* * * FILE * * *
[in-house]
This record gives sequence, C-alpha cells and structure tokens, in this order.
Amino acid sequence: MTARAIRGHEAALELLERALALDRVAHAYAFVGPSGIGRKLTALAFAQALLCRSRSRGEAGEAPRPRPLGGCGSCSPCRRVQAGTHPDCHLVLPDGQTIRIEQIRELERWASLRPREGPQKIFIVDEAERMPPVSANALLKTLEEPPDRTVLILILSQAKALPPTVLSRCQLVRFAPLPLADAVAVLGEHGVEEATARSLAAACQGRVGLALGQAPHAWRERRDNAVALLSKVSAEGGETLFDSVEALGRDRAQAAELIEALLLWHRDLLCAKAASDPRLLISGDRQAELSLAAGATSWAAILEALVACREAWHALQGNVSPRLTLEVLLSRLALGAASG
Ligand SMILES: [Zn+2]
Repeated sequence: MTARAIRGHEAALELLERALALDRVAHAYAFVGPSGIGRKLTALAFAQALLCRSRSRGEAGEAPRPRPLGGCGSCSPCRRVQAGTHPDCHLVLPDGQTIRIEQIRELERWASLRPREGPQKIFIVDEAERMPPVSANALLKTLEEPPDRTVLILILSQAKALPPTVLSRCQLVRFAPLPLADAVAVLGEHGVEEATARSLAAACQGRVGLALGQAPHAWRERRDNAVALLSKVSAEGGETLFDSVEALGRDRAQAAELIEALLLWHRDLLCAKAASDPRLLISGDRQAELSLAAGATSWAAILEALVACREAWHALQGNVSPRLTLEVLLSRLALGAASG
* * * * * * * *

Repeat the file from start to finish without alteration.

[in-house]
This record gives sequence, C-alpha cells and structure tokens, in this order.
Amino acid sequence: MTARAIRGHEAALELLERALALDRVAHAYAFVGPSGIGRKLTALAFAQALLCRSRSRGEAGEAPRPRPLGGCGSCSPCRRVQAGTHPDCHLVLPDGQTIRIEQIRELERWASLRPREGPQKIFIVDEAERMPPVSANALLKTLEEPPDRTVLILILSQAKALPPTVLSRCQLVRFAPLPLADAVAVLGEHGVEEATARSLAAACQGRVGLALGQAPHAWRERRDNAVALLSKVSAEGGETLFDSVEALGRDRAQAAELIEALLLWHRDLLCAKAASDPRLLISGDRQAELSLAAGATSWAAILEALVACREAWHALQGNVSPRLTLEVLLSRLALGAASG
Ligand SMILES: [Zn+2]
Repeated sequence: MTARAIRGHEAALELLERALALDRVAHAYAFVGPSGIGRKLTALAFAQALLCRSRSRGEAGEAPRPRPLGGCGSCSPCRRVQAGTHPDCHLVLPDGQTIRIEQIRELERWASLRPREGPQKIFIVDEAERMPPVSANALLKTLEEPPDRTVLILILSQAKALPPTVLSRCQLVRFAPLPLADAVAVLGEHGVEEATARSLAAACQGRVGLALGQAPHAWRERRDNAVALLSKVSAEGGETLFDSVEALGRDRAQAAELIEALLLWHRDLLCAKAASDPRLLISGDRQAELSLAAGATSWAAILEALVACREAWHALQGNVSPRLTLEVLLSRLALGAASG